Fairy-Max
Fairy-Max logo
Developer(s)H.G. Muller
Initial release4.8 / October 18, 2007; 13 years ago (2007-10-18)[1]
Stable release
5.0b / February 19, 2016; 5 years ago (2016-02-19)[2]
Written inC
Operating systemWindows, Linux, MacOS[3]
TypeComputer chess
LicensePublic Domain
Websitehome.hccnet.nl/h.g.muller/CVfairy.html

Fairy-Max is a free and open source chess engine which can play orthodox chess as well as chess variants.[1][4][5][6] Among its features is the ability of users to define and use their own custom variant chess pieces for use in games.[4]

Fairy-Max was derived from micro-Max (also developed by H.G. Muller), one of the smallest programs to play complete FIDE chess.[4] Therefore, Fairy-Max versioning started with version number 4.8, the version of micro-Max used.

Description

The Fairy-Max module is a chess engine only, but is packaged with WinBoard/XBoard, which serves as the graphical user interface. Users can play against the Fairy-Max engine, or play the engine against other engines. It can also be set up to play two armies against each other, both using the Fairy-Max engine, for the purpose of analyzing chess moves, chess variants, or variant chess pieces.

Game depiction showing output from the Fairy-Max chess engine
Game depiction showing output from the Fairy-Max chess engine

Capabilities

Besides classical FIDE chess, Fairy-Max is provided with a large selection of pre-defined games using fairy chess pieces, including shatranj (ancient Arabic chess), xiangqi (Chinese chess), shogi (Japanese chess), makruk (Thai chess), King of the Hill, Capablanca Chess, Courier chess, Berolina chess, Seirawan chess and other chess variants. Users are also able to specify their own board sizes, and define custom chess pieces, so that user-defined chess variants can also be played. Chessboards can be defined with a maximum size of 14 files in width, and 16 ranks in depth.[4][7]

Playing strength

The engine's Elo rating fluctuates at around 1900 when playing orthodox chess in CCRL 40/40 chess engine tournament, which roughly corresponds to class A human player.[8]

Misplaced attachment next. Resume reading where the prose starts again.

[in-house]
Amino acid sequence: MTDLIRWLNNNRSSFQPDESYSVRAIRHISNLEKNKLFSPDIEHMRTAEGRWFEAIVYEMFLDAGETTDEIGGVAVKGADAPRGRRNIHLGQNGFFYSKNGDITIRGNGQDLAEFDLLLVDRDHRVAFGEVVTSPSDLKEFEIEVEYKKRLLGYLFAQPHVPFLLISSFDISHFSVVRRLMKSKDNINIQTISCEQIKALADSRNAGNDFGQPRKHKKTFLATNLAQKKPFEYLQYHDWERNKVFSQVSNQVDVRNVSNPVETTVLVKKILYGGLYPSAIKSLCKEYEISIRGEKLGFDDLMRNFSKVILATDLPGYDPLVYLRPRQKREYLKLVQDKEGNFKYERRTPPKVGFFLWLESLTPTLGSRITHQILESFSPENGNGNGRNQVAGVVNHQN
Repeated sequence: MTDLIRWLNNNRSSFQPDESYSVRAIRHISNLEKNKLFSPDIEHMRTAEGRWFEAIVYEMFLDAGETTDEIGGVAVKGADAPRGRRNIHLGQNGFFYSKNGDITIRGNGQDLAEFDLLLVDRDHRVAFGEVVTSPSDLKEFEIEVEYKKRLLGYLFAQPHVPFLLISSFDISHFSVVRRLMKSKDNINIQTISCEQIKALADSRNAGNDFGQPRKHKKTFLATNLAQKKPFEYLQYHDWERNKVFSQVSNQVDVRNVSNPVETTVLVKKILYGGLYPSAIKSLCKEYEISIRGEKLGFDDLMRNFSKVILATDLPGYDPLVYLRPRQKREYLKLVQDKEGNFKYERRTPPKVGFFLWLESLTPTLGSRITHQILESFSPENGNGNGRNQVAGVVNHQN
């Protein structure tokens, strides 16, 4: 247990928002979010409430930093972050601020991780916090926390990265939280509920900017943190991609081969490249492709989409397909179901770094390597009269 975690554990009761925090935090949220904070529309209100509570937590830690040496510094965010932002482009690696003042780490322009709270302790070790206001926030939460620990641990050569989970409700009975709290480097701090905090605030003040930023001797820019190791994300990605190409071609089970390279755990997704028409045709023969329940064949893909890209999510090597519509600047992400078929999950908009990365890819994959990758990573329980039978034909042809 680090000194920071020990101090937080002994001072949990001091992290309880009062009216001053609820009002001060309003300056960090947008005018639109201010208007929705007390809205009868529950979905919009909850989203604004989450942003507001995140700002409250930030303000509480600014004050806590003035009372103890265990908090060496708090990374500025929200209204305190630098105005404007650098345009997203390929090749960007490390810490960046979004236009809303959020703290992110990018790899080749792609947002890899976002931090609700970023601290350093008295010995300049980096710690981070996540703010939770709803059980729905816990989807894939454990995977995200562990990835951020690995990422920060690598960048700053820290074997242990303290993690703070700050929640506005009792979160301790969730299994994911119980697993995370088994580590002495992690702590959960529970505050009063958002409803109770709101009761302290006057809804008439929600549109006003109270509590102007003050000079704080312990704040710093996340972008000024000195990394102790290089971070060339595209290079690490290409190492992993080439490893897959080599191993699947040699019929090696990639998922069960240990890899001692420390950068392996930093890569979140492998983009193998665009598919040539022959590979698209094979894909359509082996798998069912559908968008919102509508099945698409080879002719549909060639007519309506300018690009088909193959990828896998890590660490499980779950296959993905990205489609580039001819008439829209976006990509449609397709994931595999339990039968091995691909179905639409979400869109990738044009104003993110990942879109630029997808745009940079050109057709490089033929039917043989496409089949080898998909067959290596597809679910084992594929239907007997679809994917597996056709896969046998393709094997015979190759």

The author of the program has said "the goal of Fairy-Max is to make an entertaining but beatable opponent to play against in all kind of chess variants."[9][10]

See also

References

  1. ^ a b "chessprogramming - Fairy-Max". ChessProgramming.Wikispaces.com. Retrieved 3 September 2017.
  2. ^ Muller, H. G. (February 19, 2016). Fairy-Max 5.0b released. TalkChess.com.
  3. ^ Muller, H. G. (October 7, 2011). Fairy-Max 4.8R released. TalkChess.com.
  4. ^ a b c d H.G.Muller. "Fairy-Max". home.HCCNet.nl. Retrieved 3 September 2017.
  5. ^ Muller, H. G. "Fairy-Max: an AI for playing user-defined Chess variants". www.ChessVariants.com. Retrieved 3 September 2017.
  6. ^ "Winboard Forum • View topic - Anatomy of a simple engine: Fairy-Max". www.Open-Aurec.com. Retrieved 3 September 2017.
  7. ^ fairymax - xboard-compatible chess and chess-variant engine 'Fairy-Max' — Debian Manpages.
  8. ^ https://ccrl.chessdom.com/ccrl/4040/cgi/compare_engines.cgi?family=Micro-Max&print=Rating+list&print=Results+table&print=LOS+table&print=Ponder+hit+table&print=Eval+difference+table&print=Comopp+gamenum+table&print=Overlap+table&print=Score+with+common+opponents
  9. ^ "Winboard Forum • View topic - ELO rating of Fairy max?". www.Open-Aurec.com. Retrieved 3 September 2017.
  10. ^ "Strange goings on". RybkaForum.net. Retrieved 3 September 2017.